• PRP injections – I’m sure these helped, but were not the silver bullet answer
  • Fly-fishing – the gentle walking with frequent stopping seemed to agree with my knees, as did being away from a desk, being in a nice outdoor environment, and wading in cool water

The Weird

I also started doing the BrainHQ exercises (featured in Todd Sampsons ‘Redesign My Brain’ show on ABC) - http://www.brainhq.com/# - which I found helped sharpen my skills at work and decision making which had been eroded by the mental problems associated with chronic pain.

  • Anti-fungal medication – this one is strange, but over the years due to the disgusting indoor pool I swim in over winter, and during summer having wet feet a lot fishing, I developed some pretty nasty toenail infections. The GPs will first tell you to try Loceryl which I did for a year. You may as well just burn two $50s. Eventually, he put me onto the anti-fungal Tinasil for 3 months which worked well, and also coincided with a big improvement in knee pain and function. I’d been asking him for over a year if the fungus could have got into my knee joints and he said no – because the pain sure felt like the joint was chronically infected/inflamed. Dr Google says that usually only happens in immune-supressed people. But the coincidence has me wondering.
  • The Applied Kinesiologist – take 6x $50s and burn them this time…..except, in a way even he may not be aware of, the bizarre methods of putting different foods in your mouth while testing your arm strength could be in a similar arena to the neuroplasticity/CNS rewiring/placebo effects. If you believe hard enough that your body can’t handle certain foods, and needs certain supplements, perhaps your CNS will re-wire by following his advice, and the problem will resolve. It did not for me - too much scientific training and witchdoctor skepticism. And the danger was, I was still doing physical things that sent my knees backwards.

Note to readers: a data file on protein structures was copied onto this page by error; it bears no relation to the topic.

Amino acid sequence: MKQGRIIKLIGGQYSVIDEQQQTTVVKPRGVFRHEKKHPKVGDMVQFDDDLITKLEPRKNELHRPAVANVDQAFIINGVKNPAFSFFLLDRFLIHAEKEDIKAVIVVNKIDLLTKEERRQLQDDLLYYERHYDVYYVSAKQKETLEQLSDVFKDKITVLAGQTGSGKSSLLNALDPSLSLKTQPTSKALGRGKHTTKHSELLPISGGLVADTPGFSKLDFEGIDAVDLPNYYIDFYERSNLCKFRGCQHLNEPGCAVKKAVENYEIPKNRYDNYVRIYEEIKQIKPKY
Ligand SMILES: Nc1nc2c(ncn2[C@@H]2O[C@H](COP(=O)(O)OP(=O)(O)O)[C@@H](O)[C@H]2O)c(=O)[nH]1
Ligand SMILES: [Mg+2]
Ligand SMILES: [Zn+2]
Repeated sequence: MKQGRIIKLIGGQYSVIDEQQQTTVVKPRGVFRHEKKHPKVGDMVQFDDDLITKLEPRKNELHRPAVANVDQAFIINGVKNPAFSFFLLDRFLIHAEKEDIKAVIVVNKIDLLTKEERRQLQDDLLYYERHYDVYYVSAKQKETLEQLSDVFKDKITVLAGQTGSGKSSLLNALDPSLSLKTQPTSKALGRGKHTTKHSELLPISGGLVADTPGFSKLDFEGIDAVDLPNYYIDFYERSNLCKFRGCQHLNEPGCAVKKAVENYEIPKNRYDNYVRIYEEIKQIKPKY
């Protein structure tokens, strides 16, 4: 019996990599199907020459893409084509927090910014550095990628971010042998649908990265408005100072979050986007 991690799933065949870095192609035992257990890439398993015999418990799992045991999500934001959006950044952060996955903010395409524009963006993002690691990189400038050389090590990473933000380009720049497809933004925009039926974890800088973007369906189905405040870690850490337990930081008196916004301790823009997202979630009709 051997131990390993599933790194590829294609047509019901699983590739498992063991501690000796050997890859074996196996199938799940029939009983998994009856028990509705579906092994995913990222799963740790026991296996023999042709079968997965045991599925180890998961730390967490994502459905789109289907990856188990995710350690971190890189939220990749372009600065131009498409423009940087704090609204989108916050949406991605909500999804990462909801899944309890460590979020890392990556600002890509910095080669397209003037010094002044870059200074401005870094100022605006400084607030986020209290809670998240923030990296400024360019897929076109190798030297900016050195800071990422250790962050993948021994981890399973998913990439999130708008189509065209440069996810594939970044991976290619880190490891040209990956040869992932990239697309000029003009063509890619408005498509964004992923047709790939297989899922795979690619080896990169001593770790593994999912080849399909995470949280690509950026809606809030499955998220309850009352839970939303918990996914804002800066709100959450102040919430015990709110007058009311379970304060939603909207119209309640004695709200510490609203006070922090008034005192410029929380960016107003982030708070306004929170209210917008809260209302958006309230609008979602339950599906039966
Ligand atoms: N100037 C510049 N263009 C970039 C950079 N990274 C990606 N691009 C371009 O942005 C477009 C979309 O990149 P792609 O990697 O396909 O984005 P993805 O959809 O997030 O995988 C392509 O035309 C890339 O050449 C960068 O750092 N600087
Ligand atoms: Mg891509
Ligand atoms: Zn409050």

• Gelatine – the coach had initially prescribed this when I was having some knee pain, but before all Hell broke loose. But only 1-2 teaspoons/day of the supermarket stuff. The acupuncturist gave me a big bag of high grade gelatine and told me to take 2 tablespoons a day. I don’t know if it helped, but this coincided with some good pain improvements
  • Backballs – these are self-massaging balls provided by my physio for your back which you lie on and they massage either side of the spine. I found there were some spots high up in my back which when massaged resulted in a noticeable reduction in knee pain. This could have been related to CRPS and changes in ganglia in the spine.

I'm done.

 

It seems doubtful I'll ever race Tris again, but the goal is to be able to do 3x 1hr moderate rides/week with my wife and daughter (especially as I bought the Mrs a nice new MTB for her birthday....an excuse for me to get one eventually).

Edited by ComfortablyNumb
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Some good reflections there in the 'good' section.

 

I wouldn't worry about the 'bad' too much, things have been sorted out there.

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Have a look at 4 Corners tonight - http://www.abc.net.au/4corners/stories/2015/09/24/4318883.htm

 

Over-prescribed surgeries, and knee 'clean outs/tidy ups' are one of them (not that mine was of that variety - I had to get the loose bit of meniscus removed as it was chaffing the cartilage on the end of the femur).

 

But I know others who've had clean outs, shaves, lateral releases and knee-cap re-alignments and ended up no better or worse.